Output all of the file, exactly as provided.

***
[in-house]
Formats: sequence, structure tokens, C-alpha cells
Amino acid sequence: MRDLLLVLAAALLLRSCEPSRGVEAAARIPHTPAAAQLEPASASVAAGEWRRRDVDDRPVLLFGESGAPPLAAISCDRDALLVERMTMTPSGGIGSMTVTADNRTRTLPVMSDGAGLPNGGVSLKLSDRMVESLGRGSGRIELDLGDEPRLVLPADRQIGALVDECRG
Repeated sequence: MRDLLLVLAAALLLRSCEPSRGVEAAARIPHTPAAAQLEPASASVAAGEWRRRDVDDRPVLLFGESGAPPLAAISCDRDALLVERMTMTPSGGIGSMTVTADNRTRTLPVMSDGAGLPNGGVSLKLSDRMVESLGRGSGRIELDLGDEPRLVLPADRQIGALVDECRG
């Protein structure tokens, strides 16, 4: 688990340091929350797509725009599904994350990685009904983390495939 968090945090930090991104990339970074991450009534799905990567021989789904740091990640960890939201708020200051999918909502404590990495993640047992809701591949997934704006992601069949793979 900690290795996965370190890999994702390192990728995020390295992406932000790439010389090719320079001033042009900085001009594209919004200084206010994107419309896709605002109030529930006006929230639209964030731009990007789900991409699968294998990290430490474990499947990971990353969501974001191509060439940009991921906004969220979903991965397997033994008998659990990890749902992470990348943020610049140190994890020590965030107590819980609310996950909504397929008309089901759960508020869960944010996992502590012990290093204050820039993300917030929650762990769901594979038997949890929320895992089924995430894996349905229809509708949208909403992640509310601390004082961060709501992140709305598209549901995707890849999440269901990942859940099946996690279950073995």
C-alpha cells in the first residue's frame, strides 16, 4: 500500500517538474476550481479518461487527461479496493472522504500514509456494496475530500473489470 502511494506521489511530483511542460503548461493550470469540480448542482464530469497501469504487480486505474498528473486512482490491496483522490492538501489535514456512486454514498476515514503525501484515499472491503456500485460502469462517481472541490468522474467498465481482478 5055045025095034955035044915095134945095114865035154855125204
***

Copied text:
[in-house]
Formats: sequence, structure tokens, C-alpha cells
Amino acid sequence: MRDLLLVLAAALLLRSCEPSRGVEAAARIPHTPAAAQLEPASASVAAGEWRRRDVDDRPVLLFGESGAPPLAAISCDRDALLVERMTMTPSGGIGSMTVTADNRTRTLPVMSDGAGLPNGGVSLKLSDRMVESLGRGSGRIELDLGDEPRLVLPADRQIGALVDECRG
Repeated sequence: MRDLLLVLAAALLLRSCEPSRGVEAAARIPHTPAAAQLEPASASVAAGEWRRRDVDDRPVLLFGESGAPPLAAISCDRDALLVERMTMTPSGGIGSMTVTADNRTRTLPVMSDGAGLPNGGVSLKLSDRMVESLGRGSGRIELDLGDEPRLVLPADRQIGALVDECRG
């Protein structure tokens, strides 16, 4: 688990340091929350797509725009599904994350990685009904983390495939 968090945090930090991104990339970074991450009534799905990567021989789904740091990640960890939201708020200051999918909502404590990495993640047992809701591949997934704006992601069949793979 900690290795996965370190890999994702390192990728995020390295992406932000790439010389090719320079001033042009900085001009594209919004200084206010994107419309896709605002109030529930006006929230639209964030731009990007789900991409699968294998990290430490474990499947990971990353969501974001191509060439940009991921906004969220979903991965397997033994008998659990990890749902992470990348943020610049140190994890020590965030107590819980609310996950909504397929008309089901759960508020869960944010996992502590012990290093204050820039993300917030929650762990769901594979038997949890929320895992089924995430894996349905229809509708949208909403992640509310601390004082961060709501992140709305598209549901995707890849999440269901990942859940099946996690279950073995």
C-alpha cells in the first residue's frame, strides 16, 4: 500500500517538474476550481479518461487527461479496493472522504500514509456494496475530500473489470 502511494506521489511530483511542460503548461493550470469540480448542482464530469497501469504487480486505474498528473486512482490491496483522490492538501489535514456512486454514498476515514503525501484515499472491503456500485460502469462517481472541490468522474467498465481482478 5055045025095034955035044915095134945095114865035154855125204